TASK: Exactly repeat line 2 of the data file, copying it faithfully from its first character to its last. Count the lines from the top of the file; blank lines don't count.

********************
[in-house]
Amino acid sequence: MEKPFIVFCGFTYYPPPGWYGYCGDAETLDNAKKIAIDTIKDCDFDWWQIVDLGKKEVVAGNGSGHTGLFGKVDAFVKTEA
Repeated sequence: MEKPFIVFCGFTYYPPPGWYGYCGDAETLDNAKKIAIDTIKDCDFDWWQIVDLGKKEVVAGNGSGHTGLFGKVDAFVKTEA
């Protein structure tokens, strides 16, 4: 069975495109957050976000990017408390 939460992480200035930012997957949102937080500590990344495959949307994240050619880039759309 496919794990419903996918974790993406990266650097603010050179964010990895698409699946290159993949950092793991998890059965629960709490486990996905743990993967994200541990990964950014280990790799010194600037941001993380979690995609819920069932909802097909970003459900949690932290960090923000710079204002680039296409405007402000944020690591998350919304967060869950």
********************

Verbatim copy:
Amino acid sequence: MEKPFIVFCGFTYYPPPGWYGYCGDAETLDNAKKIAIDTIKDCDFDWWQIVDLGKKEVVAGNGSGHTGLFGKVDAFVKTEA